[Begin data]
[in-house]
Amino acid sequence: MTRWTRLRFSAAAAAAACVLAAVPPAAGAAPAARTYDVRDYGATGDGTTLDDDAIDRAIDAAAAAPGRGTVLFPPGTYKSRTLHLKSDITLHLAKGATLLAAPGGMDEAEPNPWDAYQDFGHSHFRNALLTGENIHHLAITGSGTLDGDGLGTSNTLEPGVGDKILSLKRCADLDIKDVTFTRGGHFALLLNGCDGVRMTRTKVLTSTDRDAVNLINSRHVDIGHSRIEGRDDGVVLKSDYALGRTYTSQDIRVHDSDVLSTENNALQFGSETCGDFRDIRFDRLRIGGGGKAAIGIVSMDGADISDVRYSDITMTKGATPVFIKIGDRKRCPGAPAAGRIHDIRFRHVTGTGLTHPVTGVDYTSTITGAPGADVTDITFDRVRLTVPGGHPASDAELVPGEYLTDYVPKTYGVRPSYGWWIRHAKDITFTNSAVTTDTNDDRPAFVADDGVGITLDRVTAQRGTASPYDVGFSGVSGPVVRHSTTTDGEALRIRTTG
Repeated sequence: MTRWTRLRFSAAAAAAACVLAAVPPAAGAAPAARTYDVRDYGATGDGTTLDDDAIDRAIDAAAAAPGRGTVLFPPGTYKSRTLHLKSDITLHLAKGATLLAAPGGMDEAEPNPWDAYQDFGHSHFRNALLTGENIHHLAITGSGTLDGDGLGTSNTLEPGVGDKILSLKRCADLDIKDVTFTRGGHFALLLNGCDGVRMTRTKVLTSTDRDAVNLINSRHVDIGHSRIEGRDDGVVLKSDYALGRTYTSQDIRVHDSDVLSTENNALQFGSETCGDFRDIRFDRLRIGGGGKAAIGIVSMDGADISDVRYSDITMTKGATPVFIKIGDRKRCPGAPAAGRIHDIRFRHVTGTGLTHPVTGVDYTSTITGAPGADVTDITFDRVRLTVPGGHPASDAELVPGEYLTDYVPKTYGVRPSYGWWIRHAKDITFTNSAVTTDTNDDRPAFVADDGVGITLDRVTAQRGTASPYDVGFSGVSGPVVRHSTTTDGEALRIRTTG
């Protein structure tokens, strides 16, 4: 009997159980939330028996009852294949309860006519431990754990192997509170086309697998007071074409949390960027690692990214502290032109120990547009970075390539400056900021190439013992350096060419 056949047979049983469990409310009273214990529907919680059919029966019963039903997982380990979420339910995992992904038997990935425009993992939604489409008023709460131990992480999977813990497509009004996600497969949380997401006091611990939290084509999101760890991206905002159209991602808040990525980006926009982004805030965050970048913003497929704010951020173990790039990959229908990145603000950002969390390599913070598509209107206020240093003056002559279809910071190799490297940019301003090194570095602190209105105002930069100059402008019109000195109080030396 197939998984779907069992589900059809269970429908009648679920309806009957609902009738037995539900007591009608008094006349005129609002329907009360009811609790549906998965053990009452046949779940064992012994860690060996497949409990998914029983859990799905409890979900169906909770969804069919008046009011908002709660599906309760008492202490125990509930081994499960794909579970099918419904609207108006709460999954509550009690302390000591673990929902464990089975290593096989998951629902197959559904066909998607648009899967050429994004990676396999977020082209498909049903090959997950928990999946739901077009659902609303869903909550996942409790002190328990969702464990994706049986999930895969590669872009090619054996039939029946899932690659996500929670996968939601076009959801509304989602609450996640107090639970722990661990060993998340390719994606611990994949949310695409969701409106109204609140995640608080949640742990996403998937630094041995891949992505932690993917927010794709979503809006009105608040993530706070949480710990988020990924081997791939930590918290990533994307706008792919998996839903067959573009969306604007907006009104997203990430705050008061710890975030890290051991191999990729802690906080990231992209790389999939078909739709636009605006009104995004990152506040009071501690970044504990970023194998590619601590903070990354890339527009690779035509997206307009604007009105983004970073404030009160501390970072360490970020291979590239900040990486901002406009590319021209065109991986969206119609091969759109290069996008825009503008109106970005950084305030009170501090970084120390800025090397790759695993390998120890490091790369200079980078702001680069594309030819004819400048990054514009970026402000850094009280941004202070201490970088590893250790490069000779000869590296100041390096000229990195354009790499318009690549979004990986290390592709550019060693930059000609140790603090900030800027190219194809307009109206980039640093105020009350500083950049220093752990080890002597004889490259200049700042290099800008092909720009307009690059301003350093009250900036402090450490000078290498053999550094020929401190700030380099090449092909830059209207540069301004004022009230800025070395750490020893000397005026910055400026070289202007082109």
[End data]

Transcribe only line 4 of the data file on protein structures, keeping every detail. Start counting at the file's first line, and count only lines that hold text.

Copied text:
């Protein structure tokens, strides 16, 4: 009997159980939330028996009852294949309860006519431990754990192997509170086309697998007071074409949390960027690692990214502290032109120990547009970075390539400056900021190439013992350096060419 056949047979049983469990409310009273214990529907919680059919029966019963039903997982380990979420339910995992992904038997990935425009993992939604489409008023709460131990992480999977813990497509009004996600497969949380997401006091611990939290084509999101760890991206905002159209991602808040990525980006926009982004805030965050970048913003497929704010951020173990790039990959229908990145603000950002969390390599913070598509209107206020240093003056002559279809910071190799490297940019301003090194570095602190209105105002930069100059402008019109000195109080030396 197939998984779907069992589900059809269970429908009648679920309806009957609902009738037995539900007591009608008094006349005129609002329907009360009811609790549906998965053990009452046949779940064992012994860690060996497949409990998914029983859990799905409890979900169906909770969804069919008046009011908002709660599906309760008492202490125990509930081994499960794909579970099918419904609207108006709460999954509550009690302390000591673990929902464990089975290593096989998951629902197959559904066909998607648009899967050429994004990676396999977020082209498909049903090959997950928990999946739901077009659902609303869903909550996942409790002190328990969702464990994706049986999930895969590669872009090619054996039939029946899932690659996500929670996968939601076009959801509304989602609450996640107090639970722990661990060993998340390719994606611990994949949310695409969701409106109204609140995640608080949640742990996403998937630094041995891949992505932690993917927010794709979503809006009105608040993530706070949480710990988020990924081997791939930590918290990533994307706008792919998996839903067959573009969306604007907006009104997203990430705050008061710890975030890290051991191999990729802690906080990231992209790389999939078909739709636009605006009104995004990152506040009071501690970044504990970023194998590619601590903070990354890339527009690779035509997206307009604007009105983004970073404030009160501390970072360490970020291979590239900040990486901002406009590319021209065109991986969206119609091969759109290069996008825009503008109106970005950084305030009170501090970084120390800025090397790759695993390998120890490091790369200079980078702001680069594309030819004819400048990054514009970026402000850094009280941004202070201490970088590893250790490069000779000869590296100041390096000229990195354009790499318009690549979004990986290390592709550019060693930059000609140790603090900030800027190219194809307009109206980039640093105020009350500083950049220093752990080890002597004889490259200049700042290099800008092909720009307009690059301003350093009250900036402090450490000078290498053999550094020929401190700030380099090449092909830059209207540069301004004022009230800025070395750490020893000397005026910055400026070289202007082109």